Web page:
Some sense of the challenges of driving a six-horse team with a heavy gun and limber behind can be acquired by reading Field Artillery Training.
Driving uphill requires every horse to lean its weight into its collar:
“By assuming a lower and more advanced carriage of the head and neck than he would do if moving balanced and out of draught, he is able to add considerably to his power. He should therefore be allowed full liberty of rein when ascending a steep hill.”
The Manual also tells us something that is not intuitive: “A draught horse can put more weight into his collar if ridden. Gunners should, therefore, be mounted on the off lead and centre horses when circumstances demand it. All men riding draught horses up hill should lean forward.”
And if necessary, the gunners, already walking to lighten the load, are to hook drag ropes onto the vehicle and lend their own strength to the venture.
Driving downhill puts most of the responsibility on the wheel horses and drivers, while the lead and centre horses ease up without dropping the traces:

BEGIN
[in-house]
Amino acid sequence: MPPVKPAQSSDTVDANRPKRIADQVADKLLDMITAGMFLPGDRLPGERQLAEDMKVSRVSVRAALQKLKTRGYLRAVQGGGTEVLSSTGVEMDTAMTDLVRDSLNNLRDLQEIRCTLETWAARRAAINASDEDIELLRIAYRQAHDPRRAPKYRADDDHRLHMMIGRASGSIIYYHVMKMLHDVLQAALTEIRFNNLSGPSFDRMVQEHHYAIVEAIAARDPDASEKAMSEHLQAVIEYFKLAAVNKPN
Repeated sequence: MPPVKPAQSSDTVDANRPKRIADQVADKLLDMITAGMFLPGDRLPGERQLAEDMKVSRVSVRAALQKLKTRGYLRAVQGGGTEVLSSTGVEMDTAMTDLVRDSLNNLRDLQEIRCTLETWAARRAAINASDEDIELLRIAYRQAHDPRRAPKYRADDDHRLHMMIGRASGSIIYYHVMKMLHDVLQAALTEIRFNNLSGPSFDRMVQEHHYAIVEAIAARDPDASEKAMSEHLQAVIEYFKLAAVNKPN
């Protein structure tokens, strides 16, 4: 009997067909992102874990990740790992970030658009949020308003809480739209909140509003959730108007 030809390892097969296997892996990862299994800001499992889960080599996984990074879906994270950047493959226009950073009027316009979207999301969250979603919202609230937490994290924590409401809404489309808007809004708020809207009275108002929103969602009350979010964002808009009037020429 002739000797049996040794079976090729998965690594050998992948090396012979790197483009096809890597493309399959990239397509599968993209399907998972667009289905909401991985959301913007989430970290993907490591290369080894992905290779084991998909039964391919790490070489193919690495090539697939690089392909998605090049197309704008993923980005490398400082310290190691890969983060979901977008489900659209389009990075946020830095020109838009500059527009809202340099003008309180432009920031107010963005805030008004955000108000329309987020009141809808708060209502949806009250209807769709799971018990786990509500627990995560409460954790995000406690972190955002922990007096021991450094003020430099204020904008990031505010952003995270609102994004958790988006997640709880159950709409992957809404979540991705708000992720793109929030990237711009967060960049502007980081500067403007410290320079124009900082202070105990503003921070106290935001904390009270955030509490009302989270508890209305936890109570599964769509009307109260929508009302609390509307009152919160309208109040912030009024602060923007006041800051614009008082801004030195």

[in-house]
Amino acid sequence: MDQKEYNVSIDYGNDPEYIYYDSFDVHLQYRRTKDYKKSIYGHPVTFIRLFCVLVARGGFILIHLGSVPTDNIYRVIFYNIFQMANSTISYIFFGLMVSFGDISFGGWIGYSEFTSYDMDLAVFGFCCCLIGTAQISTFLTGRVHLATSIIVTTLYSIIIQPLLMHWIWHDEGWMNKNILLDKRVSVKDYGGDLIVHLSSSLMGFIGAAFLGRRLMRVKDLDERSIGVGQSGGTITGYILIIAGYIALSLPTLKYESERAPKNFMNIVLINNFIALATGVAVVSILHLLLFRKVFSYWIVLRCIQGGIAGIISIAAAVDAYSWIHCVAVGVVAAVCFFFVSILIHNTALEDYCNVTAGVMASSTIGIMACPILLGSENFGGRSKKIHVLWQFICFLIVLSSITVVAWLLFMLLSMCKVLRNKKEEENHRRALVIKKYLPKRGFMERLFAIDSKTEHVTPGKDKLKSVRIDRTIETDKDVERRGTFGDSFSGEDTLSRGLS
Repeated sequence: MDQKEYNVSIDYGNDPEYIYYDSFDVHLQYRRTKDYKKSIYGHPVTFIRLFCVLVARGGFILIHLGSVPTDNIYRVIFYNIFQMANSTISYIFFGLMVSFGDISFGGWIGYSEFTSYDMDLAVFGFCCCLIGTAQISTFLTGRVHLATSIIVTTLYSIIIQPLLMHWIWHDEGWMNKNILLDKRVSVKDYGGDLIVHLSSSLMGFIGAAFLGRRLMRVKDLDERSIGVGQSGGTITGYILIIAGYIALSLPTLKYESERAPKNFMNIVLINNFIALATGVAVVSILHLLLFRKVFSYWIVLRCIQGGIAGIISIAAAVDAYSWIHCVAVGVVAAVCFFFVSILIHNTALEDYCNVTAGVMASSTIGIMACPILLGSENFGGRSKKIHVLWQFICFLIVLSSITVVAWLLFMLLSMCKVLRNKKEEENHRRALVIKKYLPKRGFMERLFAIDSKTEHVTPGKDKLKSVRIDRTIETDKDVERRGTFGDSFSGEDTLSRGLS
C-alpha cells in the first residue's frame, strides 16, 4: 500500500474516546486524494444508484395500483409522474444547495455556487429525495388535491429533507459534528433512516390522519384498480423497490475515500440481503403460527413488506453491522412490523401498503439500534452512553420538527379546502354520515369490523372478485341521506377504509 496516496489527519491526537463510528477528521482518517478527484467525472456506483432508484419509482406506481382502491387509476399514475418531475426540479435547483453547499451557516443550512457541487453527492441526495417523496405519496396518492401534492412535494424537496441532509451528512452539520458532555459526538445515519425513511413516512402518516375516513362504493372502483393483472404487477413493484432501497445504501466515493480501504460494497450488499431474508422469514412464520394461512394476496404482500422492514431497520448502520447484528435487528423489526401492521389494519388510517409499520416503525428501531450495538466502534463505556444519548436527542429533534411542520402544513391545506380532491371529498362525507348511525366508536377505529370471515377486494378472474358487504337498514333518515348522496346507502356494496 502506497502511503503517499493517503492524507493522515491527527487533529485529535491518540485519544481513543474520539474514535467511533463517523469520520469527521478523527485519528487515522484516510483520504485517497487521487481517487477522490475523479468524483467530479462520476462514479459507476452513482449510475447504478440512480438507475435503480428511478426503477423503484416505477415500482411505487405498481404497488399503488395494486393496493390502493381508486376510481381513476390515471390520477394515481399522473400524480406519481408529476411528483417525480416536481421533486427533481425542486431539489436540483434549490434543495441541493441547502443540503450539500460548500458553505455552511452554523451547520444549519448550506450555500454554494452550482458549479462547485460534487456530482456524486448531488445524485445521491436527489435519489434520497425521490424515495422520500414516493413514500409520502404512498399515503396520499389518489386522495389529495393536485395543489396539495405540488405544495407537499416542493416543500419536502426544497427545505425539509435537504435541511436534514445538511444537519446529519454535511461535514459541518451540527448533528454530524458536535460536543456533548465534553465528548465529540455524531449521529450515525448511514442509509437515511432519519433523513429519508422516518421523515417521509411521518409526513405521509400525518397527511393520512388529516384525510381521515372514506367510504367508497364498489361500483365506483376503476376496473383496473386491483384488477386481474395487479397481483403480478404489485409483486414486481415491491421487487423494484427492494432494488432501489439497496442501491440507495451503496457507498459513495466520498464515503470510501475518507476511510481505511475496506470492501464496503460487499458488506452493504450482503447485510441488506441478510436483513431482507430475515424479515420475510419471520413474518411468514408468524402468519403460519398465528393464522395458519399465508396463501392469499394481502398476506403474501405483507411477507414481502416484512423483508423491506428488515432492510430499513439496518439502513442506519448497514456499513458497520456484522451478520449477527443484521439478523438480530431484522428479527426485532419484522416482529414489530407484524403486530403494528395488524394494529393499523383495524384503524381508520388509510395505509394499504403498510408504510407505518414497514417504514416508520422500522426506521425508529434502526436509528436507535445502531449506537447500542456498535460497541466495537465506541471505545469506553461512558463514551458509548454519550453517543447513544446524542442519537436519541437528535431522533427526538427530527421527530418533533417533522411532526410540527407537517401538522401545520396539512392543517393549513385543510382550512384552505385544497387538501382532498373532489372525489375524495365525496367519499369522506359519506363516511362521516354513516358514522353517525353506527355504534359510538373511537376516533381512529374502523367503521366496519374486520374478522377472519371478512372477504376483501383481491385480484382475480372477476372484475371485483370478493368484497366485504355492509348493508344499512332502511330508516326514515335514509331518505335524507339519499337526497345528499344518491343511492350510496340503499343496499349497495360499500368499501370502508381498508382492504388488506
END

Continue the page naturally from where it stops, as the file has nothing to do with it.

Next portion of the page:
“The wheel driver with his right hand on the leading rein keeps his horses steadily in the breeching, taking care not to throw them on their haunches.” It is not entirely up to the wheel horses to restrain the momentum, fortunately, since the vehicles do have a brake, and if it is very steep, the men can haul back on drag ropes to slow the descent.
The image is one of the works of an American war artist, George Harding. It is called “Pulling a caisson uphill.” A caisson is an ammunition wagon, two-wheeled, usually attached to a limber to make a more stable four-wheeled vehicle. Why there is what appears to be a second wagon piled on top of the caisson I cannot tell, but there is no doubt about the effort demanded of both animals and men.The image is found in the on-line version of the second volume, entitled The United States Army in a Global Era 1917-2003, of American Military History, published by the US Army’s Centre of Military History . (Washington, 2005. 39)